If you rush, you crush.
Lately, I have been finding that some artists and consulting clients are making plans and strategies that are compromising their end-product. Simply, they are putting down a “street date” without actually being realistic about when their stuff will be ready.
I’ve had it both from a start and final stage point-of-view. From the conception stage, there was a record production project that got off to a speedy start only to have the scope bumped up by the client who has already announced on their social media that they’ll get the production out by a certain date. Then, where I am mastering music material and the client expects it done by the next day when they book it in today only, and I’ve got a ton of work on my plate already. And, I’ve had it where the client has been quoted a certain amount of consulting work in an exact time period, but then gives a press release announcing the job will be out within said time period! All this led to me losing sleep and continuously being drained and heading toward not doing my best. The moment that happens, then my stock and trade is compromised and I would rather pass up the work.
Having a creative project done quickly means that it compromises the reflection and creative manifestation time needed. Patience is often not a virtue of creatives, and I can speak from my own inclinations for what I want. Some creatives think it all happens instantly. A song is three minutes right? That means it takes 6 minutes to record? No. Often it can take weeks to realise three minutes of pure delight. Many creatives try to squeeze professionals because their projects can be costly but a ‘real budget’ is often out-of-the-question. Generally, where you don’t have money you have time, and vice versa, so look at taking it slow and paying a little, or pay a lot and have it quick. Add to this that there is the fine balance between charging enough to survive and thrive, and what clients are willing to pay . Supply and demand, baby!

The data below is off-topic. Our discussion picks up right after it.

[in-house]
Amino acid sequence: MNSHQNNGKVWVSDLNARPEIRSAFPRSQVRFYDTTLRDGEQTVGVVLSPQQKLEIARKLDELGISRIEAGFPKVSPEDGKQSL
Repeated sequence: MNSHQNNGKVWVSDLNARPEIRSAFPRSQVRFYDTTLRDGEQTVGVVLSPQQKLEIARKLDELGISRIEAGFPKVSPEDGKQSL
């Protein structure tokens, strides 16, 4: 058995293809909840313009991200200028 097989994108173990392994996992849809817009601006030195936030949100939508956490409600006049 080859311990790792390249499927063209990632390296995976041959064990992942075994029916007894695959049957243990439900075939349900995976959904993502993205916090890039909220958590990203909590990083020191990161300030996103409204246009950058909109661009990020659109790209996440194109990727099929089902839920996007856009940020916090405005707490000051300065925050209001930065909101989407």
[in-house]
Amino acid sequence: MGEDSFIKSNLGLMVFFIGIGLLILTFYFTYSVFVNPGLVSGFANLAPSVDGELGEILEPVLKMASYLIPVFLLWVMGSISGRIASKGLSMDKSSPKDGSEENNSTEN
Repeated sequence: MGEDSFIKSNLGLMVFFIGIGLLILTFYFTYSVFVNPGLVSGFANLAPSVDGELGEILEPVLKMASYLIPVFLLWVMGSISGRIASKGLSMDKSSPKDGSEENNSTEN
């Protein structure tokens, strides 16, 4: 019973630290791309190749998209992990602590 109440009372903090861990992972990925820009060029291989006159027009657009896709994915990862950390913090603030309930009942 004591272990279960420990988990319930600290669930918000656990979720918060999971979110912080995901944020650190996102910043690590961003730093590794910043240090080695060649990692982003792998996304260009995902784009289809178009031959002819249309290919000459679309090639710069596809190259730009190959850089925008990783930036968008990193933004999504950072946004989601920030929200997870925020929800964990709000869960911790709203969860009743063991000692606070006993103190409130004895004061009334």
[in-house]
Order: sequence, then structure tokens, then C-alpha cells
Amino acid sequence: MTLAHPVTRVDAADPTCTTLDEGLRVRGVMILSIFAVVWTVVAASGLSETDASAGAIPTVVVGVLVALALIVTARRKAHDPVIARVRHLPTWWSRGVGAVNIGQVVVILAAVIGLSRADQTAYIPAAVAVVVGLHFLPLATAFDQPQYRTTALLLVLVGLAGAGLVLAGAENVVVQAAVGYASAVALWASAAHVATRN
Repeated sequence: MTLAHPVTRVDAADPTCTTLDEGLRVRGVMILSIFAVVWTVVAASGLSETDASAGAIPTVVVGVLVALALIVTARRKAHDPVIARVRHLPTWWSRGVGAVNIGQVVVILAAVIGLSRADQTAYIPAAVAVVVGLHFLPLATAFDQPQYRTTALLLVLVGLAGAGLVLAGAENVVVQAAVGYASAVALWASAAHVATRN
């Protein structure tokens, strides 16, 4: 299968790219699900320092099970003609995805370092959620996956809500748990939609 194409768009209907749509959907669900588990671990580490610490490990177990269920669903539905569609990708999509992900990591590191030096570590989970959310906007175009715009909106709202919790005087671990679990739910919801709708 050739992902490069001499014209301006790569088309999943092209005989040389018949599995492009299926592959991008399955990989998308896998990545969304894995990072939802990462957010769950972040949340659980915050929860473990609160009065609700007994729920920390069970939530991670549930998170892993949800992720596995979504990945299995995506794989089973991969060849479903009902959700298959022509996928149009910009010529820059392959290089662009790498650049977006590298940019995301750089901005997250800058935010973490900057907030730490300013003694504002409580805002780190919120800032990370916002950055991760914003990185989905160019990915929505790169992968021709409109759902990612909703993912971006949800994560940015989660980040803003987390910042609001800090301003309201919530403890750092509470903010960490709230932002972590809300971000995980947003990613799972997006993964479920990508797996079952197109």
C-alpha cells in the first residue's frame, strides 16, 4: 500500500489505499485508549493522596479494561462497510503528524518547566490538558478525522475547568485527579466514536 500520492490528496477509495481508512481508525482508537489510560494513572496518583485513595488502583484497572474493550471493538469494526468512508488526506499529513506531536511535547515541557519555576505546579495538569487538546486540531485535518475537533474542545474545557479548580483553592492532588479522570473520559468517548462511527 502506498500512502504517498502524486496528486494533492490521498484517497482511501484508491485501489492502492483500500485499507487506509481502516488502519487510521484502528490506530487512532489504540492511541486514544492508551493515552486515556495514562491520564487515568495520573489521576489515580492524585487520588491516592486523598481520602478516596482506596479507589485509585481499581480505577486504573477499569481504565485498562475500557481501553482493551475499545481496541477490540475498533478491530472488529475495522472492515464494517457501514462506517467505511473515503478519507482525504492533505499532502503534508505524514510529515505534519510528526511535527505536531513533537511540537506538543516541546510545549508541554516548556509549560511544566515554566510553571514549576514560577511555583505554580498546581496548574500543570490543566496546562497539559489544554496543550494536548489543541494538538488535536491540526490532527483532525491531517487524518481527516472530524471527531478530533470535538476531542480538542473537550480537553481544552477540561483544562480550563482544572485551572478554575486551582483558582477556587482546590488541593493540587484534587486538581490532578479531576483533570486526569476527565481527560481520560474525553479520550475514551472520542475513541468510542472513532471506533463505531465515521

If you are having any of these feelings, you are not alone. This is the artist’s path and learning to deal with these things is the aim of the game. You deal with them by recognising them and knowing how to intervene when you come across them and giving everyone involved the respect they need. If I’m any good at what I do I have many other clients, other demands on my time, a family plus personal life and, ironically for a creative mind, need a lot of sleep.
Finally (excuse the pun), there is the deadline. Deadlines are unavoidable in any line of work. How do you finish a commercial creative project within a deadline? You allow enough time, budget and resources to know you can deliver on time. Working out all these things mentioned in this article requires a bit of project management. So, consider these challenges when you embark on your next professional creative project and check the timelines and budget and why they are what they are.